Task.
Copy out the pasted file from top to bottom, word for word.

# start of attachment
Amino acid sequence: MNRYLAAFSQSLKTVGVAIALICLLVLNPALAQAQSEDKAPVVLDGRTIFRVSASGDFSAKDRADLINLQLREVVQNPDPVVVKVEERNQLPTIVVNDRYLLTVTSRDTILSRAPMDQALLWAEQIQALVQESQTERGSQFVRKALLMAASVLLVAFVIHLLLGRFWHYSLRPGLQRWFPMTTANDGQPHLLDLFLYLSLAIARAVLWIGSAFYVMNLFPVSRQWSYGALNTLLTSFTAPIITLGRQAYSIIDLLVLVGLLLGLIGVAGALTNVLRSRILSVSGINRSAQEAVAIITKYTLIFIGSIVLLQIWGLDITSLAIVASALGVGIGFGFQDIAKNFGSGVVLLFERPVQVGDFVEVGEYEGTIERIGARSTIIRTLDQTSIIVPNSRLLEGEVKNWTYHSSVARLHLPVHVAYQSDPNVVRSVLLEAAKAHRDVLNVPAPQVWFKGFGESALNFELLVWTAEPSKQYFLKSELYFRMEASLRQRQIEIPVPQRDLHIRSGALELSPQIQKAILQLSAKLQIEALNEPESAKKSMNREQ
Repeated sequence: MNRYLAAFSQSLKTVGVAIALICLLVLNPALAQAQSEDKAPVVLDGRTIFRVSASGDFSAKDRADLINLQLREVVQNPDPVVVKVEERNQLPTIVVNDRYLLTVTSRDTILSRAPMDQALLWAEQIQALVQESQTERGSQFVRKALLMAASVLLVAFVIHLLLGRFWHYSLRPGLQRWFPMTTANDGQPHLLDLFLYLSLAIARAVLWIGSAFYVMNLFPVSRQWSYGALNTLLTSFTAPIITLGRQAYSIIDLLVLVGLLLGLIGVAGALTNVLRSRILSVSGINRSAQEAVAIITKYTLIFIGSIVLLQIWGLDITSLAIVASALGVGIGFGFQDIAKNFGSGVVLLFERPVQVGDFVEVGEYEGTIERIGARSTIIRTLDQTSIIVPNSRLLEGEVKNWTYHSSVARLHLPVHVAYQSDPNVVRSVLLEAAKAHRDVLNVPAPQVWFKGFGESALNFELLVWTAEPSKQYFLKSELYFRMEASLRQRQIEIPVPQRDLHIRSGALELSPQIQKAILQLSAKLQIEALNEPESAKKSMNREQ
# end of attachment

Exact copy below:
Amino acid sequence: MNRYLAAFSQSLKTVGVAIALICLLVLNPALAQAQSEDKAPVVLDGRTIFRVSASGDFSAKDRADLINLQLREVVQNPDPVVVKVEERNQLPTIVVNDRYLLTVTSRDTILSRAPMDQALLWAEQIQALVQESQTERGSQFVRKALLMAASVLLVAFVIHLLLGRFWHYSLRPGLQRWFPMTTANDGQPHLLDLFLYLSLAIARAVLWIGSAFYVMNLFPVSRQWSYGALNTLLTSFTAPIITLGRQAYSIIDLLVLVGLLLGLIGVAGALTNVLRSRILSVSGINRSAQEAVAIITKYTLIFIGSIVLLQIWGLDITSLAIVASALGVGIGFGFQDIAKNFGSGVVLLFERPVQVGDFVEVGEYEGTIERIGARSTIIRTLDQTSIIVPNSRLLEGEVKNWTYHSSVARLHLPVHVAYQSDPNVVRSVLLEAAKAHRDVLNVPAPQVWFKGFGESALNFELLVWTAEPSKQYFLKSELYFRMEASLRQRQIEIPVPQRDLHIRSGALELSPQIQKAILQLSAKLQIEALNEPESAKKSMNREQ
Repeated sequence: MNRYLAAFSQSLKTVGVAIALICLLVLNPALAQAQSEDKAPVVLDGRTIFRVSASGDFSAKDRADLINLQLREVVQNPDPVVVKVEERNQLPTIVVNDRYLLTVTSRDTILSRAPMDQALLWAEQIQALVQESQTERGSQFVRKALLMAASVLLVAFVIHLLLGRFWHYSLRPGLQRWFPMTTANDGQPHLLDLFLYLSLAIARAVLWIGSAFYVMNLFPVSRQWSYGALNTLLTSFTAPIITLGRQAYSIIDLLVLVGLLLGLIGVAGALTNVLRSRILSVSGINRSAQEAVAIITKYTLIFIGSIVLLQIWGLDITSLAIVASALGVGIGFGFQDIAKNFGSGVVLLFERPVQVGDFVEVGEYEGTIERIGARSTIIRTLDQTSIIVPNSRLLEGEVKNWTYHSSVARLHLPVHVAYQSDPNVVRSVLLEAAKAHRDVLNVPAPQVWFKGFGESALNFELLVWTAEPSKQYFLKSELYFRMEASLRQRQIEIPVPQRDLHIRSGALELSPQIQKAILQLSAKLQIEALNEPESAKKSMNREQ